This morning the events of the Boston Marathon bombing are unfolding in a scary and insane way. I have friends in Boston and the whole city is on lockdown. All transportation is stopped. The video of the streets is dead silence, police cars driving down the middle of the street. No citizens outside at all. The citizens have been told to stay inside in locked homes while the police search for the second suspect and accomplices. It must be terrifying there.

And a sort of sketchy and unfinished picture of the brothers who are named as the suspects is unfolding as well. 

I have tried my best to reserve judgement until I see what is really happening and what the whole story is.

However, in the midst of all of that I have seen some information about these two brothers that is tearing at my heart. 

I don’t want anyone to get the wrong idea. I don’t want anyone to think that I don’t feel like what the bombers did was horrible. Or that I don’t feel just completely torn up for the families and survivors and injured and those who saw the wreckage and carnage. I don’t want anyone to think that I don’t think about those who ran into the blast to help people who had lost limbs or couldn’t get up or needed help. I want you all to know that I do – those are the people I feel so badly for. The heroes, the injured, the dead, the families. People trying to piece back together their lives. People afraid of ringing telephones and slamming doors now. People who can’t leave their homes because of fear. Those are the people I have been focused on all week – holding space for them in my heart. Reminding myself that love wins and to look for the good and to find the heroes.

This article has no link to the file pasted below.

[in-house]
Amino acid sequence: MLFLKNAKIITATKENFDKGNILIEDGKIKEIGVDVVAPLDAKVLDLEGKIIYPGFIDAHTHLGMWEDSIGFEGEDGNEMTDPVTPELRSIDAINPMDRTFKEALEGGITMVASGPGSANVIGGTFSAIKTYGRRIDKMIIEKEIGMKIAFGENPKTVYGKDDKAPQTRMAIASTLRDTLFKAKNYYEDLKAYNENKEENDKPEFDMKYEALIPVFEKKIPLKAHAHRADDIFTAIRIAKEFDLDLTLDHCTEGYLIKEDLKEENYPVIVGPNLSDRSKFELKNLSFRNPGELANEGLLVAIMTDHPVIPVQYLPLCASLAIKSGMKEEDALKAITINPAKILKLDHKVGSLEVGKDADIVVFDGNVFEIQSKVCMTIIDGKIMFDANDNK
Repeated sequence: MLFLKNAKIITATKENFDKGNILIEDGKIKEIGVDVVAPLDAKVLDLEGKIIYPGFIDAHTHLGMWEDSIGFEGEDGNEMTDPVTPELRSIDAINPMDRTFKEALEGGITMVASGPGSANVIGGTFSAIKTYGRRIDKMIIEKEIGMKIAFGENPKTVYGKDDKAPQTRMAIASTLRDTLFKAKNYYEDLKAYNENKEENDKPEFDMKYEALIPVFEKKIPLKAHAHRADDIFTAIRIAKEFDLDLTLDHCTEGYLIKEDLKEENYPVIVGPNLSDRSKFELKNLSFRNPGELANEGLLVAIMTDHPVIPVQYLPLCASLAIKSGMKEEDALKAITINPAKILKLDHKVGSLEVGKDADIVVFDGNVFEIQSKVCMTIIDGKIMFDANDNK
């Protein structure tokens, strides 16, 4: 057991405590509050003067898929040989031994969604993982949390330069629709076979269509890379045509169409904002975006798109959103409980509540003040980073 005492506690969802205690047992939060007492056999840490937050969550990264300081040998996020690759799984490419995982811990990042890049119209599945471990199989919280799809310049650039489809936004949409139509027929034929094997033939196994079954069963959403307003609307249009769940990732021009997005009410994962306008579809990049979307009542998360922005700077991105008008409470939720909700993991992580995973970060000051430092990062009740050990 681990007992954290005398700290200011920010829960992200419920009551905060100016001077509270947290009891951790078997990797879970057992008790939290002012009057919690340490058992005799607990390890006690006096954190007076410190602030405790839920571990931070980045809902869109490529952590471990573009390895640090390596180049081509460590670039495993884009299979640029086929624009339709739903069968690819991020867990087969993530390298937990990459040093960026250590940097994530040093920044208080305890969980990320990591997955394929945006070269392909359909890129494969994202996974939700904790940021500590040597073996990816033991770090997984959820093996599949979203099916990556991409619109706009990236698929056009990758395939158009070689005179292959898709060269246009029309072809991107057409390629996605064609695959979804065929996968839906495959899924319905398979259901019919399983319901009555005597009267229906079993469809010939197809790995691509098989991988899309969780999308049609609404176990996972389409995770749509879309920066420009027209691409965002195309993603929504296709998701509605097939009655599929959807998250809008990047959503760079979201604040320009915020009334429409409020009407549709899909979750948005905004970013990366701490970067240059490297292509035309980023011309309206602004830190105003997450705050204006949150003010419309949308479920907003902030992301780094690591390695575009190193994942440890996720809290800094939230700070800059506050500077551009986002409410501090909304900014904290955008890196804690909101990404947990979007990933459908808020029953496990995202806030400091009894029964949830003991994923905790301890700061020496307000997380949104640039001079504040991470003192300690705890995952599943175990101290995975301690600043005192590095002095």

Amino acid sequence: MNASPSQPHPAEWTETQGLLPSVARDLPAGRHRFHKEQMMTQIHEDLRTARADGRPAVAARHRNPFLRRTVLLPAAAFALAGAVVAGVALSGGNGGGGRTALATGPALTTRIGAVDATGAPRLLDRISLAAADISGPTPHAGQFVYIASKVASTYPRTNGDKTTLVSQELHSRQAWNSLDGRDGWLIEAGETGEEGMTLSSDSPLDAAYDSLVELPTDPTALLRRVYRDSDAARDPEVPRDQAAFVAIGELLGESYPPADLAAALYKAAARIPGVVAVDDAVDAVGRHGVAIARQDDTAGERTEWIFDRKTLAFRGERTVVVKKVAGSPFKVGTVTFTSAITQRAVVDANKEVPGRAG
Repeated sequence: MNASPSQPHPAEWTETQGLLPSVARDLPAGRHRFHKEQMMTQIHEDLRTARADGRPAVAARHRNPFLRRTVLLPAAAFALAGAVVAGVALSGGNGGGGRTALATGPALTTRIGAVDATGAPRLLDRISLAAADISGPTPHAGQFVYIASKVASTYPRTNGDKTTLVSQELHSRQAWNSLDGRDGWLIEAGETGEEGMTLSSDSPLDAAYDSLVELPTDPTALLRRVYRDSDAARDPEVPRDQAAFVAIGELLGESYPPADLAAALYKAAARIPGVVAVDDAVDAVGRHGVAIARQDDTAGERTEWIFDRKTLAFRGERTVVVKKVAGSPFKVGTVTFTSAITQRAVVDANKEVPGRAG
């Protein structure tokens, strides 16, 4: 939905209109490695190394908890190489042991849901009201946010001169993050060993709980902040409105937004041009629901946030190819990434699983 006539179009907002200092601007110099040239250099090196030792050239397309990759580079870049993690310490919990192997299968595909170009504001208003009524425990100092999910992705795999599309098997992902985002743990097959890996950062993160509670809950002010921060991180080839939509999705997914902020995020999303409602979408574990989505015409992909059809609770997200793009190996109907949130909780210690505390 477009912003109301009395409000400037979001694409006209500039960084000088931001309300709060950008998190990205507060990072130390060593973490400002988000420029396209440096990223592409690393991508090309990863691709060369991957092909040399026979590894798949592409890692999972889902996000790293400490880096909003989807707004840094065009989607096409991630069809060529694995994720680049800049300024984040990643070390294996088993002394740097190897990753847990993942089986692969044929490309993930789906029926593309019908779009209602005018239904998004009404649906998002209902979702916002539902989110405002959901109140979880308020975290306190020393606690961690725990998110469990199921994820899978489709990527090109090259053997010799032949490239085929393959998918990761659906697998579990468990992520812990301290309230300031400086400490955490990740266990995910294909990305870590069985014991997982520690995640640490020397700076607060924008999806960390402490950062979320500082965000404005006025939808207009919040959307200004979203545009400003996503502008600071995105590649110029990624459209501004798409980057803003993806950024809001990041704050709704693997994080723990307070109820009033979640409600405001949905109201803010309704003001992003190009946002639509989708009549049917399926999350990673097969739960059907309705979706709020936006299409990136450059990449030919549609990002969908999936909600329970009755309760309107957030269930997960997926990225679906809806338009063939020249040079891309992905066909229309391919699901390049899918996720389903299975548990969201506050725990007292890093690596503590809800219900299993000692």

But this morning I saw pictures of the two brothers. Good pictures, no the grainy security camera pictures. I saw a lot of pictures of the brother who was a boxer and a few of the brother who was in school. Real pictures of them doing what they loved and laughing. Pictures with loved ones. Pictures of them goofing off with their buddies. When I saw those, and heard statements from the father and saw an interview with the uncle, it hit me. Those two boys are people too. Those two boys (however astray they had wandered from the rest of society) were people, with families and friends. 

I saw pictures that reminded me of my husband’s family. They have the same coloring and a similar kind of “look” as some of my husband’s family and friends who are Armenian. I probably wouldn’t mistake them for Armenian, but they reminded me of the people we love. The dark thick curly hair, the olive skin, the dark eyes, the bigger noses. And that hit me too. These half grins, these happy moments, these proud boys who came to America for a better life and found hardship and anger. They also touched my heart. 

And it hit me as well, somewhere there is a mother or grandmother, an aunt or cousin, a father or uncle, a grandfather. Somewhere there is another family that is torn apart by this. A family watching their son be hunted down on live TV. A family that already knows they have to bury the other son. A family across the ocean in pain. A family that doesn’t speak my language and that looks differently than I do and that may have very different beliefs. But they are a family – people who are grieving too.